We are delighted that, in its chapter on research and technological development, the Lisbon Treaty provides a legal basis for the European space policy. We will carefully examine the proposals for a European space programme which the Commission is to draw up, and we will then adopt a position on them. We must also define relations with the European Space Agency accordingly.
I am also delighted that, on this very day, the relevant regulation has been signed guaranteeing a practical start-up of the EGNOS and Galileo programmes. Our experience with these two programmes will enable us to agree on how to manage other programmes. We must now prepare and establish in practice an environment in which it will be easier for us to make effective use of new systems and as wide a variety of applications as possible, without limiting ourselves too narrowly in advance.
Ladies and gentlemen, space is a natural shared asset and not just the property of one nation or community. That is why, when we are developing future European legislation, we must also take into account the international framework. Here I mean the existing United Nations treaties as well as the principles of space legislation.
Finally, I should also like to thank the rapporteur for his cooperation and for taking account of the Industry Committee’s views, and I am convinced that by working in this manner we can still achieve much more.
Anna Ibrisagic, on behalf of the PPE-DE Group. – (SV) Mr President, thank you Mr von Wogau for a good, clear report. Let me begin with something that at first sight does not seem to have much to do with space, namely the Balkan war. We eventually realised that Europe made quite a lot of mistakes during the various conflicts in the Balkans during the 1990s. Europe did not make those mistakes because of a bad common foreign and security policy, but because of the total absence of a common foreign and security policy. There are still people who oppose both a common foreign and security policy and the areas the report deals with.
I share Mr von Wogau’s view that satellite surveillance systems should be financed from the European budget, not just because such systems can be used for security purposes, but also because they can be used for other purposes in which we have a common interest, for example the environment.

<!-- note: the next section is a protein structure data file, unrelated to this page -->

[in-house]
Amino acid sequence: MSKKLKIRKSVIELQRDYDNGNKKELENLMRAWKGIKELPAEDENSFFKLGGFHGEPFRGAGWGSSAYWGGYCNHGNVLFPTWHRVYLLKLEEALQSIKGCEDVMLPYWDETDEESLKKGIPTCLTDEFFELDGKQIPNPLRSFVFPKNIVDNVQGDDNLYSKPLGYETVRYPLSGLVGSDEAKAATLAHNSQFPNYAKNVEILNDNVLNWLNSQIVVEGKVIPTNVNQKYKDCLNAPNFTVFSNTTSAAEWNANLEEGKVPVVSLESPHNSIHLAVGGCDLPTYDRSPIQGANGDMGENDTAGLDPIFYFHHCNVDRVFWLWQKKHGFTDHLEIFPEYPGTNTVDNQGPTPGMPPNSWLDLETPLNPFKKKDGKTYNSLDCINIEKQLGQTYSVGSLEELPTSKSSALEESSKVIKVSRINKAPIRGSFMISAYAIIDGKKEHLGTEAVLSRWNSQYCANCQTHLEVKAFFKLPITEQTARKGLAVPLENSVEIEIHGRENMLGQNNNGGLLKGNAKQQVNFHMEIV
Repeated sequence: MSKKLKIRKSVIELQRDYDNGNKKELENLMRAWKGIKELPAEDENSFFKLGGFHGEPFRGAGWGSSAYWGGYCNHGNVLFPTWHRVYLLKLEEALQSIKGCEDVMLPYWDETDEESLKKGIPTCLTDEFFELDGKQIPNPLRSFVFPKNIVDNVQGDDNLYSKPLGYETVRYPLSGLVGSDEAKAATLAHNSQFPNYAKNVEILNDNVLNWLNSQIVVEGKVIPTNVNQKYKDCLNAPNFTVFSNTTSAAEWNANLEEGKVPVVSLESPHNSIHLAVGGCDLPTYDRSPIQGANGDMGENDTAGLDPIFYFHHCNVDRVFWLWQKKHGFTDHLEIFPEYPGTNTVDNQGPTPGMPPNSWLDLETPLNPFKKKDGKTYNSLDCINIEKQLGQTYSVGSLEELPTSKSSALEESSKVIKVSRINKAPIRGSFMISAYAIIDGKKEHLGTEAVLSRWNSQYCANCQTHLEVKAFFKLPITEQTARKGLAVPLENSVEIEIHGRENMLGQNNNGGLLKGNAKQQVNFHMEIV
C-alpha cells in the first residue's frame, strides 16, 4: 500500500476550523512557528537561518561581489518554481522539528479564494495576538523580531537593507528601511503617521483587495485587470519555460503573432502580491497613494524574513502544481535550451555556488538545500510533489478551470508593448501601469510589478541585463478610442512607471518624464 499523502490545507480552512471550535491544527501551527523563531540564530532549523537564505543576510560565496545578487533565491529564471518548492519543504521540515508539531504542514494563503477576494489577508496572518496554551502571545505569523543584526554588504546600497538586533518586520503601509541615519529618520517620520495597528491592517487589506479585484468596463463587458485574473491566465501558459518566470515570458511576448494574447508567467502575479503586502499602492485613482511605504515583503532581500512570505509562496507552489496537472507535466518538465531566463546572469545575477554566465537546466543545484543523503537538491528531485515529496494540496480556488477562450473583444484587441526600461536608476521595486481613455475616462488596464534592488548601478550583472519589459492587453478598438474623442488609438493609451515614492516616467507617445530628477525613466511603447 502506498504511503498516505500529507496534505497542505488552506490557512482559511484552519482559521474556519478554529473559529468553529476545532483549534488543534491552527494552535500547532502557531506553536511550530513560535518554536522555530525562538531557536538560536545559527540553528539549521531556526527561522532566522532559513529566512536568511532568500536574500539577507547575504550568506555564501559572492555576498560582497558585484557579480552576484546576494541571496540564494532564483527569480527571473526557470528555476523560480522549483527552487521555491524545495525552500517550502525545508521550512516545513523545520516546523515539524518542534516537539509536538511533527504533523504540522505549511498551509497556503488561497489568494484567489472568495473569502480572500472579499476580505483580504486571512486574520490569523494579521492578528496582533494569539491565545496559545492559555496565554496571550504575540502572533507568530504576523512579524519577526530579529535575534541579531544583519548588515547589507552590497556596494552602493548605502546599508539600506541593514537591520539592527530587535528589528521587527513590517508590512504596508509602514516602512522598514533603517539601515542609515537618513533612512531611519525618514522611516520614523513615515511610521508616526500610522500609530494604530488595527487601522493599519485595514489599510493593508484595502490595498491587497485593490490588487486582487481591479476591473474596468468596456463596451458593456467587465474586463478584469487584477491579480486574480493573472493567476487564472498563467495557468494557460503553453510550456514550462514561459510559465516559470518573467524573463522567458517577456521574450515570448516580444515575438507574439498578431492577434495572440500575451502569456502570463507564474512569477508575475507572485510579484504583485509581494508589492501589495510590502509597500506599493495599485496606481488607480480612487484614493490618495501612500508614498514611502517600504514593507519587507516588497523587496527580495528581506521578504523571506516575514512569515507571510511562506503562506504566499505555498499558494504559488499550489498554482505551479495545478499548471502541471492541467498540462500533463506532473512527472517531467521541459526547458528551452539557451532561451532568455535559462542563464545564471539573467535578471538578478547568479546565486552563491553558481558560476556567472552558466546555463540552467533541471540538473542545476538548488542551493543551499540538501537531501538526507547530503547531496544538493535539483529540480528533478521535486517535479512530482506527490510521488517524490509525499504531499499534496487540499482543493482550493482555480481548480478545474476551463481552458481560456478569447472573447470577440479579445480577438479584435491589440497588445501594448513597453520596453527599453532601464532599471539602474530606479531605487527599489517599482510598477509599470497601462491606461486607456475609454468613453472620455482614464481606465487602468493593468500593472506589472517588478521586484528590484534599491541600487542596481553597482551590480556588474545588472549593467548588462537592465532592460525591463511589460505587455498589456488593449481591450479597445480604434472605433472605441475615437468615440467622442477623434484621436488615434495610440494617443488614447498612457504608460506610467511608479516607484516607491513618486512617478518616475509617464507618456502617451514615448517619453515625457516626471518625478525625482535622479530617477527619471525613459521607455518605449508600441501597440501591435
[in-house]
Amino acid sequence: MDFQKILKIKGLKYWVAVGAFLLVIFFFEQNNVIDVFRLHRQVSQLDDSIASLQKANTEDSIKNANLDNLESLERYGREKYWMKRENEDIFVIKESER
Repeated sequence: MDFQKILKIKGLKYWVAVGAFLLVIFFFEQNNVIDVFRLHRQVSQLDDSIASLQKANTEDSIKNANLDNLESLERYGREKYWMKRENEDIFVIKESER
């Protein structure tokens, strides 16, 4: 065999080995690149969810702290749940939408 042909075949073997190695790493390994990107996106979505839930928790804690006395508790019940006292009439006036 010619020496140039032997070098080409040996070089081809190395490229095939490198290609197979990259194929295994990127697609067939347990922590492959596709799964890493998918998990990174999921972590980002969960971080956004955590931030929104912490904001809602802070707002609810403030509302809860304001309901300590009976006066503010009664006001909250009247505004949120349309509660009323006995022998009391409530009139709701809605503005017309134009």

I would also emphasise that, in these important, but also sensitive, issues to which the space dimension of European security responds, it is good to have a system which is not dependent on the USA, which builds upon increased cooperation between the Member States and which makes better use of resources. A system such as the one described in this report is also a guarantee that in the future we may better manage any conflicts, which we do not want in Europe but nevertheless may find ourselves having to deal with.
Ana Maria Gomes, on behalf of the PSE Group. – (PT) Mr President, I congratulate our fellow member, Karl von Wogau, on this report and on the tireless way in which he has supported the deepening of the European project through the construction of a European defence policy. The report strikes an appropriate balance between what should be the main objectives of a European policy in the field of space and security. First, the capital importance of using all diplomatic and political channels to prevent the weaponisation of space, as emphasised by Commissioner Verheugen, so that space can continue to be used as a public asset for all humanity. Second, to equip Europe with the policies, financial resources and equipment needed to ensure its strategic autonomy on the international stage.
With regard to the first objective, it is important to emphasise that we are not talking here about the use of space for military ends. We know that, from the beginning of space exploration, satellites have been used to support the armed forces of various countries in the area of communications. Some of our fellow Members persist in confusing this type of operation, which is compatible with international law, with recent attempts by some, especially the United States, to put arms into space and transform it into a fourth battlefield, in addition to land, sea and air. It is such warlike strategies and other unacceptable initiatives, such as China’s anti-satellite test in January 2007, that must be combated.
The report responds to these threats by seeking a pro-active diplomatic role for the European Union. It is Europe’s task to lead a global strategy that seeks to equip the international community with an effective legal architecture that guarantees the total exclusion of arms from space, through the revision and strengthening of the Outer Space Treaty.